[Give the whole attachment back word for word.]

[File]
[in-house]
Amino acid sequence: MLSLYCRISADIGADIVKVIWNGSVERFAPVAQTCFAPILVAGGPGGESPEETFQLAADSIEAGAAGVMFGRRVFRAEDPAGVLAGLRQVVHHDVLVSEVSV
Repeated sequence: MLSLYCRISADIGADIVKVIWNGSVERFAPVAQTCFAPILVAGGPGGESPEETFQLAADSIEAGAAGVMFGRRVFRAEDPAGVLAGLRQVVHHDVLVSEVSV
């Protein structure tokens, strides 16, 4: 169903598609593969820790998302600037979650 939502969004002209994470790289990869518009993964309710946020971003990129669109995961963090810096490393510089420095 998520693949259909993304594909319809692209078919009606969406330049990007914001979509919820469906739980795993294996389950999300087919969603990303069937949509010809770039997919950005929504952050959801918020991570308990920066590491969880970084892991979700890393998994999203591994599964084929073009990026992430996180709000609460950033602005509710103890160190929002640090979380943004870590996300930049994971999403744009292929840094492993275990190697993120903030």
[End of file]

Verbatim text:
[in-house]
Amino acid sequence: MLSLYCRISADIGADIVKVIWNGSVERFAPVAQTCFAPILVAGGPGGESPEETFQLAADSIEAGAAGVMFGRRVFRAEDPAGVLAGLRQVVHHDVLVSEVSV
Repeated sequence: MLSLYCRISADIGADIVKVIWNGSVERFAPVAQTCFAPILVAGGPGGESPEETFQLAADSIEAGAAGVMFGRRVFRAEDPAGVLAGLRQVVHHDVLVSEVSV
């Protein structure tokens, strides 16, 4: 169903598609593969820790998302600037979650 939502969004002209994470790289990869518009993964309710946020971003990129669109995961963090810096490393510089420095 998520693949259909993304594909319809692209078919009606969406330049990007914001979509919820469906739980795993294996389950999300087919969603990303069937949509010809770039997919950005929504952050959801918020991570308990920066590491969880970084892991979700890393998994999203591994599964084929073009990026992430996180709000609460950033602005509710103890160190929002640090979380943004870590996300930049994971999403744009292929840094492993275990190697993120903030």